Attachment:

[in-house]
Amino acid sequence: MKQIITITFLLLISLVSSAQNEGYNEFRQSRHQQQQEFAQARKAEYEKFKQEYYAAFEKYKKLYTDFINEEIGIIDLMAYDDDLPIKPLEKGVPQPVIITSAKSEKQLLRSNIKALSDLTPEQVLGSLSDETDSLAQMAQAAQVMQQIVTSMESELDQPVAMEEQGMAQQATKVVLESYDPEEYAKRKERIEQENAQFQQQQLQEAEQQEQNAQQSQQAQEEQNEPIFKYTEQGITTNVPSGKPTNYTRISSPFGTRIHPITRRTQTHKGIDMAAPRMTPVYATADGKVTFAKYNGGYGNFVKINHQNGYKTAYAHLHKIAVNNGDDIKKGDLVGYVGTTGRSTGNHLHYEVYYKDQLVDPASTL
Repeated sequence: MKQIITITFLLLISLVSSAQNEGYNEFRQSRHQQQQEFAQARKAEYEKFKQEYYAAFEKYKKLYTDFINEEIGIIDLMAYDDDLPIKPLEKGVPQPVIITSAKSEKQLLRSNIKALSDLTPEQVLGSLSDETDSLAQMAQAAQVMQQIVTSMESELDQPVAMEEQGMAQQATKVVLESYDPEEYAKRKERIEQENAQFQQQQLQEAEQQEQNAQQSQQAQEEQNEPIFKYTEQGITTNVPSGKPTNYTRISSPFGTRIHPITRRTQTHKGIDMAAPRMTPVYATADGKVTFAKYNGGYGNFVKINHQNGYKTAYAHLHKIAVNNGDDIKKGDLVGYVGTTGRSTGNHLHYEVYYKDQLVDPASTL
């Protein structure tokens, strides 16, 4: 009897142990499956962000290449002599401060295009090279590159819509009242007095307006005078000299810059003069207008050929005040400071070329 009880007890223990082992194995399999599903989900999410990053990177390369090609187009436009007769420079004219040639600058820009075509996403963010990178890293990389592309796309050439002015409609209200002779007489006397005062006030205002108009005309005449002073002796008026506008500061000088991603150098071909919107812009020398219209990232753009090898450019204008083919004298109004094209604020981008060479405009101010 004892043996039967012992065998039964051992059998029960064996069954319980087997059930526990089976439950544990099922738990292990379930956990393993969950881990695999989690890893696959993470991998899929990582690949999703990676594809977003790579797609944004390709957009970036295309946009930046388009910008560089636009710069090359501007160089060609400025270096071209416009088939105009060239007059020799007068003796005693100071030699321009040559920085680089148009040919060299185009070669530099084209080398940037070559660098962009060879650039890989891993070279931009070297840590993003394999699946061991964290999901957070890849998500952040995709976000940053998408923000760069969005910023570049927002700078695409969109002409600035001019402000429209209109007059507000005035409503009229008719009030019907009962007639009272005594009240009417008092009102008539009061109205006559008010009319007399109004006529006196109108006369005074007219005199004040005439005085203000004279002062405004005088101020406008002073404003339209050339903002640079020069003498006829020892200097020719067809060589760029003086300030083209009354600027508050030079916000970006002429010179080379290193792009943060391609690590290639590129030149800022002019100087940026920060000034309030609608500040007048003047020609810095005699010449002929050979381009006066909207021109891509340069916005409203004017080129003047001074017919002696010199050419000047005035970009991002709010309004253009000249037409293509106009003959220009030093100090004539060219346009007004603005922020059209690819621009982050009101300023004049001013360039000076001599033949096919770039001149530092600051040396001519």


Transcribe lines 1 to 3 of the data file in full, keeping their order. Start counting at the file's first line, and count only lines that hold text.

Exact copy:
[in-house]
Amino acid sequence: MKQIITITFLLLISLVSSAQNEGYNEFRQSRHQQQQEFAQARKAEYEKFKQEYYAAFEKYKKLYTDFINEEIGIIDLMAYDDDLPIKPLEKGVPQPVIITSAKSEKQLLRSNIKALSDLTPEQVLGSLSDETDSLAQMAQAAQVMQQIVTSMESELDQPVAMEEQGMAQQATKVVLESYDPEEYAKRKERIEQENAQFQQQQLQEAEQQEQNAQQSQQAQEEQNEPIFKYTEQGITTNVPSGKPTNYTRISSPFGTRIHPITRRTQTHKGIDMAAPRMTPVYATADGKVTFAKYNGGYGNFVKINHQNGYKTAYAHLHKIAVNNGDDIKKGDLVGYVGTTGRSTGNHLHYEVYYKDQLVDPASTL
Repeated sequence: MKQIITITFLLLISLVSSAQNEGYNEFRQSRHQQQQEFAQARKAEYEKFKQEYYAAFEKYKKLYTDFINEEIGIIDLMAYDDDLPIKPLEKGVPQPVIITSAKSEKQLLRSNIKALSDLTPEQVLGSLSDETDSLAQMAQAAQVMQQIVTSMESELDQPVAMEEQGMAQQATKVVLESYDPEEYAKRKERIEQENAQFQQQQLQEAEQQEQNAQQSQQAQEEQNEPIFKYTEQGITTNVPSGKPTNYTRISSPFGTRIHPITRRTQTHKGIDMAAPRMTPVYATADGKVTFAKYNGGYGNFVKINHQNGYKTAYAHLHKIAVNNGDDIKKGDLVGYVGTTGRSTGNHLHYEVYYKDQLVDPASTL